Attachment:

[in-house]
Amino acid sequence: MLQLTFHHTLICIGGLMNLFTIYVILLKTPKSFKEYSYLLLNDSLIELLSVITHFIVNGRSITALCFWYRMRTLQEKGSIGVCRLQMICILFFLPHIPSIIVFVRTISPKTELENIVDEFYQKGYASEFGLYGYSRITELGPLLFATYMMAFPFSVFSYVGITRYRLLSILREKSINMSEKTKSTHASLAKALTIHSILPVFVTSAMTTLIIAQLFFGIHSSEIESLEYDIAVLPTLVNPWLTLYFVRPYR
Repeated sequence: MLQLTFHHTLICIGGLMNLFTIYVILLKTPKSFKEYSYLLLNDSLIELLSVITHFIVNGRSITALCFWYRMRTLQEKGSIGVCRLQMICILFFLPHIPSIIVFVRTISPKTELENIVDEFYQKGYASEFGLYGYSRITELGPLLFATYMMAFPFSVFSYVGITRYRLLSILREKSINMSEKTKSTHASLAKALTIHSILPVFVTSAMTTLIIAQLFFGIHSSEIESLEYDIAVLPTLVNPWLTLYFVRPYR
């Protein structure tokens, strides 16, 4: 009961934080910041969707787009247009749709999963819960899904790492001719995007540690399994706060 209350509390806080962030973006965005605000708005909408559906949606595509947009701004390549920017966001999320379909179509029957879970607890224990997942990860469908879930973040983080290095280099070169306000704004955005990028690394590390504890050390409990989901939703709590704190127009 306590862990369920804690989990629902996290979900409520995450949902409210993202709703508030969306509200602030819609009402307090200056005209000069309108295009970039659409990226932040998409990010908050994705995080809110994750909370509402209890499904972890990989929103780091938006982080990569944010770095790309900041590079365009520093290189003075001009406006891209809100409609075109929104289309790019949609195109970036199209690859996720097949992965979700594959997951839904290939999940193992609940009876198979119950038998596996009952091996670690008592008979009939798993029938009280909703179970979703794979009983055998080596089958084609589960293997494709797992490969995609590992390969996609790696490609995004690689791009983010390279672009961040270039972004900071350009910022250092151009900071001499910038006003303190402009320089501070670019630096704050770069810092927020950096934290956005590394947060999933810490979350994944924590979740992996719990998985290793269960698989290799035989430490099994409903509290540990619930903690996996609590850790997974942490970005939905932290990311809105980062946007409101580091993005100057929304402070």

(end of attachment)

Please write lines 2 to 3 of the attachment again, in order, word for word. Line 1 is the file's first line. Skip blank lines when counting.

Amino acid sequence: MLQLTFHHTLICIGGLMNLFTIYVILLKTPKSFKEYSYLLLNDSLIELLSVITHFIVNGRSITALCFWYRMRTLQEKGSIGVCRLQMICILFFLPHIPSIIVFVRTISPKTELENIVDEFYQKGYASEFGLYGYSRITELGPLLFATYMMAFPFSVFSYVGITRYRLLSILREKSINMSEKTKSTHASLAKALTIHSILPVFVTSAMTTLIIAQLFFGIHSSEIESLEYDIAVLPTLVNPWLTLYFVRPYR
Repeated sequence: MLQLTFHHTLICIGGLMNLFTIYVILLKTPKSFKEYSYLLLNDSLIELLSVITHFIVNGRSITALCFWYRMRTLQEKGSIGVCRLQMICILFFLPHIPSIIVFVRTISPKTELENIVDEFYQKGYASEFGLYGYSRITELGPLLFATYMMAFPFSVFSYVGITRYRLLSILREKSINMSEKTKSTHASLAKALTIHSILPVFVTSAMTTLIIAQLFFGIHSSEIESLEYDIAVLPTLVNPWLTLYFVRPYR